For instance, Disney plans on opening an "Avatar" land in Animal Kingdom in addition to two large Star Wars attractions at its California and Florida locations. These types of key investments will be instrumental to the continued growth and enthusiasm surrounding its parks.
I think the main risk factor within this segment is in its international locations. Disney saw huge success in its Shanghai opening, but has seen average results elsewhere. I think the key for it internationally will be to continue the investments that are driving more and more people to these parks. Luckily, this is a major priority for the company. I will keep a close eye on attendance and spending at its international parks.
Studio Entertainment Segment
Studio Entertainment revenues for the quarter increased 40% to $2.8 billion and segment operating income increased 62% to $766 million.
It seems to me that its Studio Entertainment segment has been one of the most promising areas for growth ever since its refinement towards higher quality films. This has been a fantastic strategy for Disney. It has cut down on the raw number of films produced while focusing on keynote films of high quality.
This allows it to reduce transaction and administrative costs while leveraging its strong branding to develop a lower number of EXTREMELY powerful franchises. I completely agree with this approach; producing less films a year allows for improved refinement without cannibalizing existing products.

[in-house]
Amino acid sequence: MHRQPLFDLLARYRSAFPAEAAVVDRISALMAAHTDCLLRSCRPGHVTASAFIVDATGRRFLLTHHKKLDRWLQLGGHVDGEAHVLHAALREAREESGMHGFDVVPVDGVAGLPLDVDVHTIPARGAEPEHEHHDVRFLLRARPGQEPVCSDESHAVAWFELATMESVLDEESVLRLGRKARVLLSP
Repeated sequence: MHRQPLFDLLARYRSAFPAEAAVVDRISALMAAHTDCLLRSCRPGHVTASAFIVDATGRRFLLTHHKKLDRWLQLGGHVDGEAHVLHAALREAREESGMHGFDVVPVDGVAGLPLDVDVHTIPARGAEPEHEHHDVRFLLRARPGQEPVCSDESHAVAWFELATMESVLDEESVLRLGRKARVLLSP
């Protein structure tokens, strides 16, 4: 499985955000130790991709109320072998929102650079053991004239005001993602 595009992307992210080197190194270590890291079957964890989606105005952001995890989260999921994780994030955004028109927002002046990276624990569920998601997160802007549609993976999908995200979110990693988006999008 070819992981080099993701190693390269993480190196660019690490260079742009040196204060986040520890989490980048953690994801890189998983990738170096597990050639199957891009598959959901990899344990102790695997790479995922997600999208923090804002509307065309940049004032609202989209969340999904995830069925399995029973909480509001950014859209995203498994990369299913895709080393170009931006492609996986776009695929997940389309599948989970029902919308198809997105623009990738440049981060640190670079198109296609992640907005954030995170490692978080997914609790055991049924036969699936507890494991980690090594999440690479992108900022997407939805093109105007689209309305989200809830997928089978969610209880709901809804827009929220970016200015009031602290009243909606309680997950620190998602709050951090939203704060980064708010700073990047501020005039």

It also allows it to focus on extremely impactful investments across the rest of its segments offering high levels of profit synergy.
Consumer Products & Interactive Segment
Consumer Products & Interactive Media revenues for the quarter decreased 1% to $1.1 billion and segment operating income decreased 7% to $324 million. This was heavily driven by extremely high prior-year sales due to Frozen merchandise.
I'm not concerned with this segment. I believe consumer products, merchandise, etc., to be heavily linked to preexisting and newly founded films, franchises, television, theme park exhibits and so forth. As long as Disney executes in its other segments, it will continue selling branded consumer merchandise.
Truly, this segment looks to be the cherry on top for Disney.
As CEO Robert Iger puts it in the most recent quarterly earnings report, "Our asset mix is strong, as is our ability to execute in ways that enhance the Disney brand and create value for our shareholders while we invest for future growth." Personally, I couldn't agree more. This is a company that has an absolute stranglehold on entertainment and content creation. Disney has become a staple in nearly every household.
It has a few near-term headwinds to push through, but I do not see these being a longer-term drag on profitability and growth. I will gladly buy as much Disney as I can at $90, and then just sit back and enjoy the ride.
Disclosure: I/we have no positions in any stocks mentioned, but may initiate a long position in DIS over the next 72 hours.
I wrote this article myself, and it expresses my own opinions. I am not receiving compensation for it (other than from Seeking Alpha). I have no business relationship with any company whose stock is mentioned in this article.